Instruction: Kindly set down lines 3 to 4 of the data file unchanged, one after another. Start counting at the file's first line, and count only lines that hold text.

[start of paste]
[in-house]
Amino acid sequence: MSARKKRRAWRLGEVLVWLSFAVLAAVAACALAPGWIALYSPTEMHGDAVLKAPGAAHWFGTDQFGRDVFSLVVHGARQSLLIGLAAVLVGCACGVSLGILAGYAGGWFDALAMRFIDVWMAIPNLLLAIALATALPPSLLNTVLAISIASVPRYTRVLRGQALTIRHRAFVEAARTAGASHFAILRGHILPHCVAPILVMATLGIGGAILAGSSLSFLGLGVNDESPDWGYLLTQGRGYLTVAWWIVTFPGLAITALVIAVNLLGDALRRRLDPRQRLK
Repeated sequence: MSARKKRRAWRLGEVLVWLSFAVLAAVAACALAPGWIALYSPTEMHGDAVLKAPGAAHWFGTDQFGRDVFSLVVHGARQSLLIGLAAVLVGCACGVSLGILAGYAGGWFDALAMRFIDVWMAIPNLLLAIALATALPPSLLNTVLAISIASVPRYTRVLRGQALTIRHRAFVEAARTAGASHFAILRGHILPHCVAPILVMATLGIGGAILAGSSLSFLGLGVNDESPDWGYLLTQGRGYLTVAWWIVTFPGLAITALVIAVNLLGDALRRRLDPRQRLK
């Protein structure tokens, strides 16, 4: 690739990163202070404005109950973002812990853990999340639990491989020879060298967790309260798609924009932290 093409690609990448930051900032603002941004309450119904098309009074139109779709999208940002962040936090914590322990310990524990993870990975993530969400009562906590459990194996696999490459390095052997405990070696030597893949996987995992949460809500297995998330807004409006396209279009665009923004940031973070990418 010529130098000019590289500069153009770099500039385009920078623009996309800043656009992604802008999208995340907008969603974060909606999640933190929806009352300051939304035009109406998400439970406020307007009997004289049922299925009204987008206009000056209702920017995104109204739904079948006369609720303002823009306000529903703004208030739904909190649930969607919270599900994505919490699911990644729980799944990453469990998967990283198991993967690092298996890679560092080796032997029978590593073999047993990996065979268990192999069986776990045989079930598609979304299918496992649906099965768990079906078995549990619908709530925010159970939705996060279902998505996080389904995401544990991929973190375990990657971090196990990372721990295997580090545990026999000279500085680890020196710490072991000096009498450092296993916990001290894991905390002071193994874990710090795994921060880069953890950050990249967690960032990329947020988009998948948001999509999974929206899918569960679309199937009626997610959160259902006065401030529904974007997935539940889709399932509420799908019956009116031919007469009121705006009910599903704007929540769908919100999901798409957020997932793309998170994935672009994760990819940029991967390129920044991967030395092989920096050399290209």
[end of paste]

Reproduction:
Repeated sequence: MSARKKRRAWRLGEVLVWLSFAVLAAVAACALAPGWIALYSPTEMHGDAVLKAPGAAHWFGTDQFGRDVFSLVVHGARQSLLIGLAAVLVGCACGVSLGILAGYAGGWFDALAMRFIDVWMAIPNLLLAIALATALPPSLLNTVLAISIASVPRYTRVLRGQALTIRHRAFVEAARTAGASHFAILRGHILPHCVAPILVMATLGIGGAILAGSSLSFLGLGVNDESPDWGYLLTQGRGYLTVAWWIVTFPGLAITALVIAVNLLGDALRRRLDPRQRLK
């Protein structure tokens, strides 16, 4: 690739990163202070404005109950973002812990853990999340639990491989020879060298967790309260798609924009932290 093409690609990448930051900032603002941004309450119904098309009074139109779709999208940002962040936090914590322990310990524990993870990975993530969400009562906590459990194996696999490459390095052997405990070696030597893949996987995992949460809500297995998330807004409006396209279009665009923004940031973070990418 010529130098000019590289500069153009770099500039385009920078623009996309800043656009992604802008999208995340907008969603974060909606999640933190929806009352300051939304035009109406998400439970406020307007009997004289049922299925009204987008206009000056209702920017995104109204739904079948006369609720303002823009306000529903703004208030739904909190649930969607919270599900994505919490699911990644729980799944990453469990998967990283198991993967690092298996890679560092080796032997029978590593073999047993990996065979268990192999069986776990045989079930598609979304299918496992649906099965768990079906078995549990619908709530925010159970939705996060279902998505996080389904995401544990991929973190375990990657971090196990990372721990295997580090545990026999000279500085680890020196710490072991000096009498450092296993916990001290894991905390002071193994874990710090795994921060880069953890950050990249967690960032990329947020988009998948948001999509999974929206899918569960679309199937009626997610959160259902006065401030529904974007997935539940889709399932509420799908019956009116031919007469009121705006009910599903704007929540769908919100999901798409957020997932793309998170994935672009994760990819940029991967390129920044991967030395092989920096050399290209």